West Midlands Ambulance Service (WMAS) has closed its community ambulance stations at Bridgnorth, Oswestry, Craven Arms, and Market Drayton.
The move has sparked concerns from residents and local councillors, but WMAS has insisted it will lead to a better service for the county.
Members of the county's Joint Health Overview and Scrutiny Committee have now summoned representatives of the ambulance trust to seek assurances that Shropshire residents will not lose out as a result.
Mark Docherty, Director of Nursing, Quality and Clinical Commissioning at WMAS will be one of those to address the meeting on Thursday.
Committee member, Councillor Heather Kidd, said the ambulance response times for the county are "not good enough already", and added that the panel wanted to see evidence that the closures would not exacerbate the current situation.
She said: "There are concerns over what this will do to response times and we want answers on that. They have said it will improve response times, that is great but we want them to prove that."
She added: "We want to make sure the people of Shropshire are getting the service they pay for and deserve.
"When you get a paramedic crew the service is second to none – this is not an issue with staff. But the service we receive is not good enough and we do not want it getting any worse."
Murray MacGregor, communications director at the WMAS, said that by using the community stations crews were losing around three hours out of every 24, and that the new system – where they operate from Shrewsbury or Donnington – would effectively mean an extra ambulance for the county and dealing with an extra 5,000 to 6,000 calls a year.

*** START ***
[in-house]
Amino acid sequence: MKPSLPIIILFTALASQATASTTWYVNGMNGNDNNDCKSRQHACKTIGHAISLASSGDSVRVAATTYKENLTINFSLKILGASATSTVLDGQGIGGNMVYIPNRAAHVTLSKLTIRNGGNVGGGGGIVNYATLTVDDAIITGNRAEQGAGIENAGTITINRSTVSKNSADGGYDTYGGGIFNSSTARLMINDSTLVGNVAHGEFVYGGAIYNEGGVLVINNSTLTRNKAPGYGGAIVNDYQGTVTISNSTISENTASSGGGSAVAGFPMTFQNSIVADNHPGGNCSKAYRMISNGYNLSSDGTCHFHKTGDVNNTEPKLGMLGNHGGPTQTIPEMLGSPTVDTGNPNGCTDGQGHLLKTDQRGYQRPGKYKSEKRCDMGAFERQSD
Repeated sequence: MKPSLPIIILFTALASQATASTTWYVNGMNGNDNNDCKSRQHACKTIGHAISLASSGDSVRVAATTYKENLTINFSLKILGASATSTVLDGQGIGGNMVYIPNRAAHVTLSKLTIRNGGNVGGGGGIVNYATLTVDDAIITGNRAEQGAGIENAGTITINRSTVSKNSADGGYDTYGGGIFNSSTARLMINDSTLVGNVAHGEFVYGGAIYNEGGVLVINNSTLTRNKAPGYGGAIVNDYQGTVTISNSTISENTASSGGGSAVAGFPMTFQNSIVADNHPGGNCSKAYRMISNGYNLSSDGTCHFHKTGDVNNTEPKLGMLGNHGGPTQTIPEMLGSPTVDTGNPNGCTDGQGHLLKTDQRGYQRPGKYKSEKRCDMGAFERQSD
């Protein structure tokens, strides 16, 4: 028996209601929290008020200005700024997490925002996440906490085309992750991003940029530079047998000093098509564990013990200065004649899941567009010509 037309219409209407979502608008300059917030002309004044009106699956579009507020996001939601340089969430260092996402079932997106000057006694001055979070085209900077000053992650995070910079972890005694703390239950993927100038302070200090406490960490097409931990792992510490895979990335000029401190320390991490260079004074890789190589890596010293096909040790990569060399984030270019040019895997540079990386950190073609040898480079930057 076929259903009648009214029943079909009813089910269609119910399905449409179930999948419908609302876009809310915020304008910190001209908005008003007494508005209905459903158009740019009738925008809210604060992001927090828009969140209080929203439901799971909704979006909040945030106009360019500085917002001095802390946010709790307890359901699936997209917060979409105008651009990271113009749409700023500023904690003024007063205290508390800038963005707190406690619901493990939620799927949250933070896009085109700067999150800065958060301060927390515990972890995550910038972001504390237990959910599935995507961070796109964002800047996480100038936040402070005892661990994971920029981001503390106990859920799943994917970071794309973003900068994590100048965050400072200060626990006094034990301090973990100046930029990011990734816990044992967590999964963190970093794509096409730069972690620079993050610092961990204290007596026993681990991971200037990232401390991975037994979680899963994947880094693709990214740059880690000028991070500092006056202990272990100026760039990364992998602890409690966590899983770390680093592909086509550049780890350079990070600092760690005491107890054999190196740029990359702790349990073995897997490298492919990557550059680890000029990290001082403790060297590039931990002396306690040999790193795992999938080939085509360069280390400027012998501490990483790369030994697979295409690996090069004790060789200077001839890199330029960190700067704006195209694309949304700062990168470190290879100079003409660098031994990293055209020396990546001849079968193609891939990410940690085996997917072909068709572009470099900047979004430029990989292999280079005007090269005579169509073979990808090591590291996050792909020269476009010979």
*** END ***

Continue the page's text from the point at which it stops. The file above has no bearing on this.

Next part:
Mr MacGregor said there was an acceptance from the trust that response times in the county are not good enough – although he said the problem was largely due to delays in hand-overs at the county's major hospitals – Royal Shrewsbury Hospital and Princess Royal Hospital.
He said: "We are in 100 per cent agreement with Councillor Kidd that response times in Shropshire are not good enough.
"We are doing everything we can to improve but until we get better handover times it will always be difficult to get to patients quickly enough and that is a great frustration for patients, their families and our staff."
Mr MacGregor said the way staff used ambulance stations had changed over the years, adding: "People do not sit at these sites waiting for calls. That has not happened for years.
"Why not use the money we spend on those buildings on actually providing more paramedics and more ambulances to go to patients to save lives, and not on buildings that sit empty?"